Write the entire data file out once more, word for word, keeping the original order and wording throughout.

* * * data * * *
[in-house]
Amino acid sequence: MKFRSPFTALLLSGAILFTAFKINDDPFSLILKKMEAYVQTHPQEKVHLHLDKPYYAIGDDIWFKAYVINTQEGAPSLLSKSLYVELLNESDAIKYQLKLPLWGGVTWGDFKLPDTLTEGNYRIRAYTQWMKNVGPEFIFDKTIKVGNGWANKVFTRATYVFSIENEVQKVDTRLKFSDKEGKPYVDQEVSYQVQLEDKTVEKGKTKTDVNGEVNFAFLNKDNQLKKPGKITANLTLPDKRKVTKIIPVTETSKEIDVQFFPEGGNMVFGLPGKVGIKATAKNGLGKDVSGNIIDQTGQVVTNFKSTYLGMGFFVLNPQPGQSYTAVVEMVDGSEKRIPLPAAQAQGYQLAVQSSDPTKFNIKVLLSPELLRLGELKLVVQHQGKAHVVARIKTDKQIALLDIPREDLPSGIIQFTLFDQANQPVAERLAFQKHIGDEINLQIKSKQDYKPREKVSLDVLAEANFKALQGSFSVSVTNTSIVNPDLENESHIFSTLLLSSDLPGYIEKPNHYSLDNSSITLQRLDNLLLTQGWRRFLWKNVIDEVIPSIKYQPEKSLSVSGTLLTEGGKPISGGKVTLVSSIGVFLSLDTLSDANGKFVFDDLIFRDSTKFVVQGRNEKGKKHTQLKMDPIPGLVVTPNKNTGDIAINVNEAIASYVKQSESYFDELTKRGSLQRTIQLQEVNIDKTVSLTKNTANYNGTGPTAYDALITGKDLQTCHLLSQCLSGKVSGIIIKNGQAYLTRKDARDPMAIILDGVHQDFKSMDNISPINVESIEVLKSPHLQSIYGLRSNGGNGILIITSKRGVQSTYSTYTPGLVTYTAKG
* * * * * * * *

[in-house]
Amino acid sequence: MKFRSPFTALLLSGAILFTAFKINDDPFSLILKKMEAYVQTHPQEKVHLHLDKPYYAIGDDIWFKAYVINTQEGAPSLLSKSLYVELLNESDAIKYQLKLPLWGGVTWGDFKLPDTLTEGNYRIRAYTQWMKNVGPEFIFDKTIKVGNGWANKVFTRATYVFSIENEVQKVDTRLKFSDKEGKPYVDQEVSYQVQLEDKTVEKGKTKTDVNGEVNFAFLNKDNQLKKPGKITANLTLPDKRKVTKIIPVTETSKEIDVQFFPEGGNMVFGLPGKVGIKATAKNGLGKDVSGNIIDQTGQVVTNFKSTYLGMGFFVLNPQPGQSYTAVVEMVDGSEKRIPLPAAQAQGYQLAVQSSDPTKFNIKVLLSPELLRLGELKLVVQHQGKAHVVARIKTDKQIALLDIPREDLPSGIIQFTLFDQANQPVAERLAFQKHIGDEINLQIKSKQDYKPREKVSLDVLAEANFKALQGSFSVSVTNTSIVNPDLENESHIFSTLLLSSDLPGYIEKPNHYSLDNSSITLQRLDNLLLTQGWRRFLWKNVIDEVIPSIKYQPEKSLSVSGTLLTEGGKPISGGKVTLVSSIGVFLSLDTLSDANGKFVFDDLIFRDSTKFVVQGRNEKGKKHTQLKMDPIPGLVVTPNKNTGDIAINVNEAIASYVKQSESYFDELTKRGSLQRTIQLQEVNIDKTVSLTKNTANYNGTGPTAYDALITGKDLQTCHLLSQCLSGKVSGIIIKNGQAYLTRKDARDPMAIILDGVHQDFKSMDNISPINVESIEVLKSPHLQSIYGLRSNGGNGILIITSKRGVQSTYSTYTPGLVTYTAKG